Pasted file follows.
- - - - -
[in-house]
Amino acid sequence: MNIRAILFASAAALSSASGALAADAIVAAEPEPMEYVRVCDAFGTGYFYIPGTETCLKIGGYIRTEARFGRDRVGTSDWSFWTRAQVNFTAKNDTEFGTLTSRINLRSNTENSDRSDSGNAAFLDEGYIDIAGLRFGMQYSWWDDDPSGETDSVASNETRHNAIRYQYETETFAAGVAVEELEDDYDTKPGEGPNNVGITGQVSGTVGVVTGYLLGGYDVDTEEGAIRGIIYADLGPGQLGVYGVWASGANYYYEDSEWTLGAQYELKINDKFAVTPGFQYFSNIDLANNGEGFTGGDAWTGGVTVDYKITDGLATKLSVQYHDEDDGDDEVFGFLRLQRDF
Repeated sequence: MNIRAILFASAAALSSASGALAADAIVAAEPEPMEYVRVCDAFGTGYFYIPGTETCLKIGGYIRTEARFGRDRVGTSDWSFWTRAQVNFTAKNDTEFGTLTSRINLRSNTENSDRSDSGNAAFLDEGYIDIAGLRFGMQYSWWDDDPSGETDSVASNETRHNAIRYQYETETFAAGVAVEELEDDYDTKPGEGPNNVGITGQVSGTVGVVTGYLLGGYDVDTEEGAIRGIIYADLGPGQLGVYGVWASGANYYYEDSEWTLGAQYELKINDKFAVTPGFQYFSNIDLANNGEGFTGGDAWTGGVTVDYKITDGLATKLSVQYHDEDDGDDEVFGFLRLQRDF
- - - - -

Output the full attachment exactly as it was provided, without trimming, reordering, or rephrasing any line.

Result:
[in-house]
Amino acid sequence: MNIRAILFASAAALSSASGALAADAIVAAEPEPMEYVRVCDAFGTGYFYIPGTETCLKIGGYIRTEARFGRDRVGTSDWSFWTRAQVNFTAKNDTEFGTLTSRINLRSNTENSDRSDSGNAAFLDEGYIDIAGLRFGMQYSWWDDDPSGETDSVASNETRHNAIRYQYETETFAAGVAVEELEDDYDTKPGEGPNNVGITGQVSGTVGVVTGYLLGGYDVDTEEGAIRGIIYADLGPGQLGVYGVWASGANYYYEDSEWTLGAQYELKINDKFAVTPGFQYFSNIDLANNGEGFTGGDAWTGGVTVDYKITDGLATKLSVQYHDEDDGDDEVFGFLRLQRDF
Repeated sequence: MNIRAILFASAAALSSASGALAADAIVAAEPEPMEYVRVCDAFGTGYFYIPGTETCLKIGGYIRTEARFGRDRVGTSDWSFWTRAQVNFTAKNDTEFGTLTSRINLRSNTENSDRSDSGNAAFLDEGYIDIAGLRFGMQYSWWDDDPSGETDSVASNETRHNAIRYQYETETFAAGVAVEELEDDYDTKPGEGPNNVGITGQVSGTVGVVTGYLLGGYDVDTEEGAIRGIIYADLGPGQLGVYGVWASGANYYYEDSEWTLGAQYELKINDKFAVTPGFQYFSNIDLANNGEGFTGGDAWTGGVTVDYKITDGLATKLSVQYHDEDDGDDEVFGFLRLQRDF